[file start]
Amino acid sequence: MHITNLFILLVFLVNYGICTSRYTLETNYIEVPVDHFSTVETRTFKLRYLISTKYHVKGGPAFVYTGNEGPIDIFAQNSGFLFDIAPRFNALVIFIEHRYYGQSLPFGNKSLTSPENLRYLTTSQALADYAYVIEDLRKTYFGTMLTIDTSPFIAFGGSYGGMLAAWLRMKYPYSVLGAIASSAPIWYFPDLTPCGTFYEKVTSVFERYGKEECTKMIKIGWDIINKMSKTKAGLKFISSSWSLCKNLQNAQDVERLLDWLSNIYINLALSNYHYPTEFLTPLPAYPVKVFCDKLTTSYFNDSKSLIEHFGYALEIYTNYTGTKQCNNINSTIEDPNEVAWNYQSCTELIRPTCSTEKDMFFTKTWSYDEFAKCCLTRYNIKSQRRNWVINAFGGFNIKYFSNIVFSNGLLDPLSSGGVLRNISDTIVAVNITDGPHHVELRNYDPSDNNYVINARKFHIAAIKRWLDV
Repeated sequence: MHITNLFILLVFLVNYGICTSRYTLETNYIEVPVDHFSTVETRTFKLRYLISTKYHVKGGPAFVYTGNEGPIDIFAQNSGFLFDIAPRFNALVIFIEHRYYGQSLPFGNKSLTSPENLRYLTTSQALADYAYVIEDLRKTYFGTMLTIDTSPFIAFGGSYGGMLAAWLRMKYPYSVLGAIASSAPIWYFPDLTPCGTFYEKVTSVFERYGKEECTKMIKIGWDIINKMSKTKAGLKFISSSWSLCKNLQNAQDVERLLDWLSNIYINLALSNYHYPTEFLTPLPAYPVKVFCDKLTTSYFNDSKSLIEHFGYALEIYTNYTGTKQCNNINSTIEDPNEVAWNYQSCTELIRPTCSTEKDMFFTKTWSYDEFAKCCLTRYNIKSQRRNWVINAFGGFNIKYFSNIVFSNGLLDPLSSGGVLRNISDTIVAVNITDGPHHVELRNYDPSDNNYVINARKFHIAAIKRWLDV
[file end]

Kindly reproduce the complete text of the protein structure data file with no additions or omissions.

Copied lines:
Amino acid sequence: MHITNLFILLVFLVNYGICTSRYTLETNYIEVPVDHFSTVETRTFKLRYLISTKYHVKGGPAFVYTGNEGPIDIFAQNSGFLFDIAPRFNALVIFIEHRYYGQSLPFGNKSLTSPENLRYLTTSQALADYAYVIEDLRKTYFGTMLTIDTSPFIAFGGSYGGMLAAWLRMKYPYSVLGAIASSAPIWYFPDLTPCGTFYEKVTSVFERYGKEECTKMIKIGWDIINKMSKTKAGLKFISSSWSLCKNLQNAQDVERLLDWLSNIYINLALSNYHYPTEFLTPLPAYPVKVFCDKLTTSYFNDSKSLIEHFGYALEIYTNYTGTKQCNNINSTIEDPNEVAWNYQSCTELIRPTCSTEKDMFFTKTWSYDEFAKCCLTRYNIKSQRRNWVINAFGGFNIKYFSNIVFSNGLLDPLSSGGVLRNISDTIVAVNITDGPHHVELRNYDPSDNNYVINARKFHIAAIKRWLDV
Repeated sequence: MHITNLFILLVFLVNYGICTSRYTLETNYIEVPVDHFSTVETRTFKLRYLISTKYHVKGGPAFVYTGNEGPIDIFAQNSGFLFDIAPRFNALVIFIEHRYYGQSLPFGNKSLTSPENLRYLTTSQALADYAYVIEDLRKTYFGTMLTIDTSPFIAFGGSYGGMLAAWLRMKYPYSVLGAIASSAPIWYFPDLTPCGTFYEKVTSVFERYGKEECTKMIKIGWDIINKMSKTKAGLKFISSSWSLCKNLQNAQDVERLLDWLSNIYINLALSNYHYPTEFLTPLPAYPVKVFCDKLTTSYFNDSKSLIEHFGYALEIYTNYTGTKQCNNINSTIEDPNEVAWNYQSCTELIRPTCSTEKDMFFTKTWSYDEFAKCCLTRYNIKSQRRNWVINAFGGFNIKYFSNIVFSNGLLDPLSSGGVLRNISDTIVAVNITDGPHHVELRNYDPSDNNYVINARKFHIAAIKRWLDV